Two urgent steps are needed in this regard. Firstly we need to articulate national response cutting across political divisions. Secondly we need to admit that we are in the present sorry state at least partly due to our failure to formulate a sound long term policy in the relevant sector.
The question is whether we could take these two urgent steps even though the situation compels us to do so. It we go by past experience we cannot be too hopeful. Yet the county has no choice. So we could only hope that common sense will prevail.
The current energy crisis points to the fact that we cannot shy away from reality. The reality can be complex yet it can be subjected to scientific analysis. It is on the basis of such scientific basis that we should take decisions to address problems connected with reality and that our political leaders will act accordingly.
In this regard it is necessary to evaluate our policies in terms of their energy implications and make adjustments accordingly. It is also necessary to appreciate the genuine difficulties that we have due to a particular structure of our economy and the lack of adequate reserves in the country, and also lack of intensive industrialization. We continue to produce labour intensive products and services to exchange for expensive technology- based products from other countries. The result is an unequal exchange that exerts considerable pressure on the country’s balance of payment.
This situation makes it very difficult for the country to cope with rising oil prices. This is all the more reason, that we should adopt energy saving policies in different sectors. In the short run there is no other option. It might be necessary to listen to scientists in this situation, not priests.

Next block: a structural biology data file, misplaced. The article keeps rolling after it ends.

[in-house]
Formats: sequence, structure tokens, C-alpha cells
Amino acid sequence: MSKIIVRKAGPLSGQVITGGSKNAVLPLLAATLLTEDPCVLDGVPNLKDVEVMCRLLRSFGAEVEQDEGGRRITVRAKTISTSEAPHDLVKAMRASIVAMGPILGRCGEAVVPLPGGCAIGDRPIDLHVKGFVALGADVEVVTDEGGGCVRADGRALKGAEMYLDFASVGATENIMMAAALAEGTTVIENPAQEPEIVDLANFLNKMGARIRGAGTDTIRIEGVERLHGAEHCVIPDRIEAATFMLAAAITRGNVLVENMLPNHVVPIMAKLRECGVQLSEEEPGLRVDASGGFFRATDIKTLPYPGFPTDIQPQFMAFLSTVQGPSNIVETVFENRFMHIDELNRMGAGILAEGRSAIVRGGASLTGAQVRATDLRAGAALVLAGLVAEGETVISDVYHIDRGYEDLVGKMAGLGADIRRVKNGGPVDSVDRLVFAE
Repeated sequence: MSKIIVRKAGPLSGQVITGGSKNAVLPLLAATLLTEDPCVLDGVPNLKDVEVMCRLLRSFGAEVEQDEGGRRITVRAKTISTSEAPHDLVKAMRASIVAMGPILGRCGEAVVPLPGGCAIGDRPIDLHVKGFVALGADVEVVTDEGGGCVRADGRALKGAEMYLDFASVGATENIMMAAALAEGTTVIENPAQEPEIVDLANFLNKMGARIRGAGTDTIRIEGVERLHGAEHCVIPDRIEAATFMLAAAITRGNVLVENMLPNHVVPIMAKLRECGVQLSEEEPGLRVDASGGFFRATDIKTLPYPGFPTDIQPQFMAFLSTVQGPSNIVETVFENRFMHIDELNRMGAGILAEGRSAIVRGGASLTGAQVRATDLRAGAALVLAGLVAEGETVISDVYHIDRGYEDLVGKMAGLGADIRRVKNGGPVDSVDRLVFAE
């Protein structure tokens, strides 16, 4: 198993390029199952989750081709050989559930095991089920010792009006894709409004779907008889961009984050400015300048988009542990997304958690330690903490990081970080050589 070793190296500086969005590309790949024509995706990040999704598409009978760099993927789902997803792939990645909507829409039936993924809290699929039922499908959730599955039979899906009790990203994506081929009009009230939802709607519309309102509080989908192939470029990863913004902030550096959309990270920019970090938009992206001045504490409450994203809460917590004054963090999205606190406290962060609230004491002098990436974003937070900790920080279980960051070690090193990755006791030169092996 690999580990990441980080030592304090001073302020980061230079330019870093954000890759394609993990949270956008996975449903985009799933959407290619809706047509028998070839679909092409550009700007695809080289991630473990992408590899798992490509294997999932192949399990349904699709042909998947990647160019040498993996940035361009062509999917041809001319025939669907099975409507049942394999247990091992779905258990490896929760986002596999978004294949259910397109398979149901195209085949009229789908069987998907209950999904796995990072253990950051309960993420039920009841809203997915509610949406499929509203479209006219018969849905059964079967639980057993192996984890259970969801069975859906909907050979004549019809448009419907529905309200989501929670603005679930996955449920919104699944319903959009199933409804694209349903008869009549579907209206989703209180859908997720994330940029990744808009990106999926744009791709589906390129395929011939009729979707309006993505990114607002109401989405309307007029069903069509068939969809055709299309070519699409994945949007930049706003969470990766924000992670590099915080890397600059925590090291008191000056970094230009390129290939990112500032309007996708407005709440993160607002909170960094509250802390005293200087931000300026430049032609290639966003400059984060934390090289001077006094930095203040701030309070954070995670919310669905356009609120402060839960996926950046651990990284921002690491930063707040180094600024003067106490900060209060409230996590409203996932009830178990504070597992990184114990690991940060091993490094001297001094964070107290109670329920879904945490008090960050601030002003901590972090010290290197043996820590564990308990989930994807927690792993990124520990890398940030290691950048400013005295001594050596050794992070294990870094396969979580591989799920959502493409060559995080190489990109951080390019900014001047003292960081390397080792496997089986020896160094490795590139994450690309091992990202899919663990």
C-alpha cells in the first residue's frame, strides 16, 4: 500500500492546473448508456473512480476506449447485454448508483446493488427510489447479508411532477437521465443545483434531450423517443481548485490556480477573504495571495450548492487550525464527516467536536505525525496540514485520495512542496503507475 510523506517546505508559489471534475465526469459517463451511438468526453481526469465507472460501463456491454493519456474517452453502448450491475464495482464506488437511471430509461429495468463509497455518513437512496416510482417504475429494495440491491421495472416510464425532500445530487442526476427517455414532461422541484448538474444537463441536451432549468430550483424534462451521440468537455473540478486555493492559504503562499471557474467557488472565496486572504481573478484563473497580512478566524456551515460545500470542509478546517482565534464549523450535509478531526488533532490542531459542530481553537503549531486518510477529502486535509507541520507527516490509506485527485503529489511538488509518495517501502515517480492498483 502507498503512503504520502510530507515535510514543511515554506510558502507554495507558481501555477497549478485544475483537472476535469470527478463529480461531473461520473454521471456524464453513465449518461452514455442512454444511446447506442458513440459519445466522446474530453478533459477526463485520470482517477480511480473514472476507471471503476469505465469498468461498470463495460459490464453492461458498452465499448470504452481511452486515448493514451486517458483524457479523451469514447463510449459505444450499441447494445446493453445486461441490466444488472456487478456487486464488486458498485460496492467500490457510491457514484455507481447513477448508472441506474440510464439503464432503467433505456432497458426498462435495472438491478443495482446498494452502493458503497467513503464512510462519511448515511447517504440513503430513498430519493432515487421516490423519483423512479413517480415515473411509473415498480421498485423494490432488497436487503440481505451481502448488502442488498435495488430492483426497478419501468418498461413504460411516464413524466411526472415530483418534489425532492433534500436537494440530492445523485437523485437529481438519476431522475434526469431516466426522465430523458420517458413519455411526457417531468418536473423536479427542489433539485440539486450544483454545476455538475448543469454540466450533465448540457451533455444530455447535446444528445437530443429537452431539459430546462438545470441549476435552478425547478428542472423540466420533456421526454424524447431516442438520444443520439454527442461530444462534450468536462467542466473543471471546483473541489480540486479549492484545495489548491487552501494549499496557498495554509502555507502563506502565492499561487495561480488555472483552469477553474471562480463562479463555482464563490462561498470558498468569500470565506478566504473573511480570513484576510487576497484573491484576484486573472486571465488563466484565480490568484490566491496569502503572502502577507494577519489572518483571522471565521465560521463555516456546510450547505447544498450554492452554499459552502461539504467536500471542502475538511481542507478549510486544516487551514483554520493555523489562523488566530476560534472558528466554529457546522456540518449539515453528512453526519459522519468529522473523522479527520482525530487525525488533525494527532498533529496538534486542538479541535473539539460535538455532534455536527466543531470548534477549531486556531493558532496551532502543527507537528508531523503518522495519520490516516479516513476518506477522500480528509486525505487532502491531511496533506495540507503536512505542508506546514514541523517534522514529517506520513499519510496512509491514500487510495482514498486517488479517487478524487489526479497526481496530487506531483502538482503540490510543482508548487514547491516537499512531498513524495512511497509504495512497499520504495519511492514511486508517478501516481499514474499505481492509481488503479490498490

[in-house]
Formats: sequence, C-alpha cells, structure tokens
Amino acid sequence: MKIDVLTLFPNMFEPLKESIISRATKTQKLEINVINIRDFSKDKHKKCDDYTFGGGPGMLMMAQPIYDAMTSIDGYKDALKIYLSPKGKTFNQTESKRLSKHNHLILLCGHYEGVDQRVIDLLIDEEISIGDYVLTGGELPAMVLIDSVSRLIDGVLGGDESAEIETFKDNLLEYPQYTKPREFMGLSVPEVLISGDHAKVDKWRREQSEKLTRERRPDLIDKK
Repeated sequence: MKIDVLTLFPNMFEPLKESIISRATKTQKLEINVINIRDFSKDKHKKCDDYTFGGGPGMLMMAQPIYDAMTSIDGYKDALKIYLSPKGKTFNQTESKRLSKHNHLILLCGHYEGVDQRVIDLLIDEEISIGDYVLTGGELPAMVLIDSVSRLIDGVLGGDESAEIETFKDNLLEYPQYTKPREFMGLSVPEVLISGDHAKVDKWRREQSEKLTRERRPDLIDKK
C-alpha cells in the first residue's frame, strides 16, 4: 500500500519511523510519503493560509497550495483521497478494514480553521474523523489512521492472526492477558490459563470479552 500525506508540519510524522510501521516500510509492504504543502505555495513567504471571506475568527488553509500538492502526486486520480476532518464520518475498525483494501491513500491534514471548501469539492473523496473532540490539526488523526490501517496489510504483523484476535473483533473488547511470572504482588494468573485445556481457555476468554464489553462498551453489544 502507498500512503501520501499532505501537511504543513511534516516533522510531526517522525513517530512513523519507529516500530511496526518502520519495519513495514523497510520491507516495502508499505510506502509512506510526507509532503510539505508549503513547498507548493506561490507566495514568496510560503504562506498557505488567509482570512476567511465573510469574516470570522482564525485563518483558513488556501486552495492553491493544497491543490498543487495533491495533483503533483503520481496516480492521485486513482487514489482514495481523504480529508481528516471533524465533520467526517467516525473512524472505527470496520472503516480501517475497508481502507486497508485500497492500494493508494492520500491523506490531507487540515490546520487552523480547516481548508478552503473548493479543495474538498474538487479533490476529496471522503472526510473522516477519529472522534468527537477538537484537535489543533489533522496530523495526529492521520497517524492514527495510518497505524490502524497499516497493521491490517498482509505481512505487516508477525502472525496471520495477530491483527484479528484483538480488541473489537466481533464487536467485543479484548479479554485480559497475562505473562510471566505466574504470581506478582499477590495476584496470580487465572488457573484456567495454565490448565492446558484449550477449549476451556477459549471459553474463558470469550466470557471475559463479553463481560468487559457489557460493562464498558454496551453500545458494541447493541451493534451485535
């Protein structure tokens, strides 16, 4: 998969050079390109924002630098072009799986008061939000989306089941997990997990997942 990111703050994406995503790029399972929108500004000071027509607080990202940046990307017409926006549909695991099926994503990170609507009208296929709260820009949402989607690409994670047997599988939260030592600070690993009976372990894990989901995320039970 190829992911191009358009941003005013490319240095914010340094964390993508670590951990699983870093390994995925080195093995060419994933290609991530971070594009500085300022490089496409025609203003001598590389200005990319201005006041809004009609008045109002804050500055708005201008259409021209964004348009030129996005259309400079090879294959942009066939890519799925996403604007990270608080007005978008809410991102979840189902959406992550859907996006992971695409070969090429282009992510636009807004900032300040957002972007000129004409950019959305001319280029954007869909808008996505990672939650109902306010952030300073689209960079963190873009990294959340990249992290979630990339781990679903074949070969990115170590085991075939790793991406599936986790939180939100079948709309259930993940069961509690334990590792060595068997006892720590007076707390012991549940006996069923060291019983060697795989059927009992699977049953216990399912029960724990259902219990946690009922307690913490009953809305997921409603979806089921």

So it is in the interest of long-term development and public welfare that it is imperative to explore possibilities for a rational and equitable resolution of the current energy crisis in the country.
If the scientists do not come up with a non-political plan of action to deal with the crisis we might have to invoke divine power as some of our political leadera are so accustomed to perform as a last resort.
The energy crisis is part of a complex reality, which has a local as well as a global dimension. If we look at the energy crisis in this light we can see how it is connected to global and local circumstances. As already mentioned the lack of sound long term policies has been a major aspect of local reality in the case of Sri Lanka.
Unless we explicitly recognize this fact and take remedial action, our situation can only get worse. If that happens not only will the process of economic development be hampered but many other problems can also arise leading to an adverse impact on the living conditions of the people.
Energy conservation measures such as power cuts and other restrictions can make life more difficult for people who do not necessarily have a comfortable existence even today. [Courtesy: Daily Mirror] [Pictures: Island & Daily Mirror]